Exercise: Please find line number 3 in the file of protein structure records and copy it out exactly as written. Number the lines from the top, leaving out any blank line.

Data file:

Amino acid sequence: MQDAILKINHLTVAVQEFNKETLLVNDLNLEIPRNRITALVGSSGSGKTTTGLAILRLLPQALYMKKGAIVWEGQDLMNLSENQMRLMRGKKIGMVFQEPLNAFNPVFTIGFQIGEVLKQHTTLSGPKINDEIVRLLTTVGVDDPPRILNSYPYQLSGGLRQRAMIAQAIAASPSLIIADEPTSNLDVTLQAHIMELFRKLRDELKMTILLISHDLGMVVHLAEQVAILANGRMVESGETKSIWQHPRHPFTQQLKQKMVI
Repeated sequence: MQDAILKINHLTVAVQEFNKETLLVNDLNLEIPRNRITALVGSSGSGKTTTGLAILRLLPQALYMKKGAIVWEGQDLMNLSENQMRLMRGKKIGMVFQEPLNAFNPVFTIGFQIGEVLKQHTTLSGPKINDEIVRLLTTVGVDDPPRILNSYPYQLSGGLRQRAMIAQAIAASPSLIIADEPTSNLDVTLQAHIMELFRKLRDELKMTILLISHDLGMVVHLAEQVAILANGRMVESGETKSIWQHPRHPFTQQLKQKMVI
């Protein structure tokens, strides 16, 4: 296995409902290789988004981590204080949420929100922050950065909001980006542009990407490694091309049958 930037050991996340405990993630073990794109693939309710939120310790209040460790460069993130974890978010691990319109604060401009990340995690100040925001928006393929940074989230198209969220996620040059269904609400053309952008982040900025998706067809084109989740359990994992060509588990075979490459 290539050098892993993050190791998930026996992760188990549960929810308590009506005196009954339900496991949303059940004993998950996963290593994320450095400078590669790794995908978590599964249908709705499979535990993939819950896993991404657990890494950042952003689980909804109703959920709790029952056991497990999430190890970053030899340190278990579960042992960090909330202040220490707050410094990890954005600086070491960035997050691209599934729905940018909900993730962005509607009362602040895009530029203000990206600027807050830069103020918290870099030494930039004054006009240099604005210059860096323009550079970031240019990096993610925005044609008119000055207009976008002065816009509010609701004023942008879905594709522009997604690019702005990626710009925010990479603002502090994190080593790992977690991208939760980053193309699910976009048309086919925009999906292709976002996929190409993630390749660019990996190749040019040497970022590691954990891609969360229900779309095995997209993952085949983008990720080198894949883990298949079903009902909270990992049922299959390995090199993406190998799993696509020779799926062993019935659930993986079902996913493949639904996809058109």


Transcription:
């Protein structure tokens, strides 16, 4: 296995409902290789988004981590204080949420929100922050950065909001980006542009990407490694091309049958 930037050991996340405990993630073990794109693939309710939120310790209040460790460069993130974890978010691990319109604060401009990340995690100040925001928006393929940074989230198209969220996620040059269904609400053309952008982040900025998706067809084109989740359990994992060509588990075979490459 290539050098892993993050190791998930026996992760188990549960929810308590009506005196009954339900496991949303059940004993998950996963290593994320450095400078590669790794995908978590599964249908709705499979535990993939819950896993991404657990890494950042952003689980909804109703959920709790029952056991497990999430190890970053030899340190278990579960042992960090909330202040220490707050410094990890954005600086070491960035997050691209599934729905940018909900993730962005509607009362602040895009530029203000990206600027807050830069103020918290870099030494930039004054006009240099604005210059860096323009550079970031240019990096993610925005044609008119000055207009976008002065816009509010609701004023942008879905594709522009997604690019702005990626710009925010990479603002502090994190080593790992977690991208939760980053193309699910976009048309086919925009999906292709976002996929190409993630390749660019990996190749040019040497970022590691954990891609969360229900779309095995997209993952085949983008990720080198894949883990298949079903009902909270990992049922299959390995090199993406190998799993696509020779799926062993019935659930993986079902996913493949639904996809058109």